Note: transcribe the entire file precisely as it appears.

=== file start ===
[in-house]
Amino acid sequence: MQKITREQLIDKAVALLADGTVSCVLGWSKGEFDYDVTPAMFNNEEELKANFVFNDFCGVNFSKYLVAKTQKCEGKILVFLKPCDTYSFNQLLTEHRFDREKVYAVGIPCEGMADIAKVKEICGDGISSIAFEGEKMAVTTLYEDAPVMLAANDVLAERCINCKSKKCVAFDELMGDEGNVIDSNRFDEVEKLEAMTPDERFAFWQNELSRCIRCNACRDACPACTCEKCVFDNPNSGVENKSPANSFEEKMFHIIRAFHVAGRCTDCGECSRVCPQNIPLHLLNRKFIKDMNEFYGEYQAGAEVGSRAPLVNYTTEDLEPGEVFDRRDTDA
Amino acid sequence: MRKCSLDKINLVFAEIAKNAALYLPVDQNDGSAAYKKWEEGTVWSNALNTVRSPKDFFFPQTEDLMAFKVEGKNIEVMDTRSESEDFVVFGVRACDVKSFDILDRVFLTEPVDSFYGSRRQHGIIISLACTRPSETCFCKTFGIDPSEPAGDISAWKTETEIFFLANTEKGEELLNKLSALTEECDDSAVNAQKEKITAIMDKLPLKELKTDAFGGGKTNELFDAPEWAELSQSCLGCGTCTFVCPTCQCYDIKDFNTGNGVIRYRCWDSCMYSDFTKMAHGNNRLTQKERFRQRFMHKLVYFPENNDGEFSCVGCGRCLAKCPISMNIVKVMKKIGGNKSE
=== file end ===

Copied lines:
[in-house]
Amino acid sequence: MQKITREQLIDKAVALLADGTVSCVLGWSKGEFDYDVTPAMFNNEEELKANFVFNDFCGVNFSKYLVAKTQKCEGKILVFLKPCDTYSFNQLLTEHRFDREKVYAVGIPCEGMADIAKVKEICGDGISSIAFEGEKMAVTTLYEDAPVMLAANDVLAERCINCKSKKCVAFDELMGDEGNVIDSNRFDEVEKLEAMTPDERFAFWQNELSRCIRCNACRDACPACTCEKCVFDNPNSGVENKSPANSFEEKMFHIIRAFHVAGRCTDCGECSRVCPQNIPLHLLNRKFIKDMNEFYGEYQAGAEVGSRAPLVNYTTEDLEPGEVFDRRDTDA
Amino acid sequence: MRKCSLDKINLVFAEIAKNAALYLPVDQNDGSAAYKKWEEGTVWSNALNTVRSPKDFFFPQTEDLMAFKVEGKNIEVMDTRSESEDFVVFGVRACDVKSFDILDRVFLTEPVDSFYGSRRQHGIIISLACTRPSETCFCKTFGIDPSEPAGDISAWKTETEIFFLANTEKGEELLNKLSALTEECDDSAVNAQKEKITAIMDKLPLKELKTDAFGGGKTNELFDAPEWAELSQSCLGCGTCTFVCPTCQCYDIKDFNTGNGVIRYRCWDSCMYSDFTKMAHGNNRLTQKERFRQRFMHKLVYFPENNDGEFSCVGCGRCLAKCPISMNIVKVMKKIGGNKSE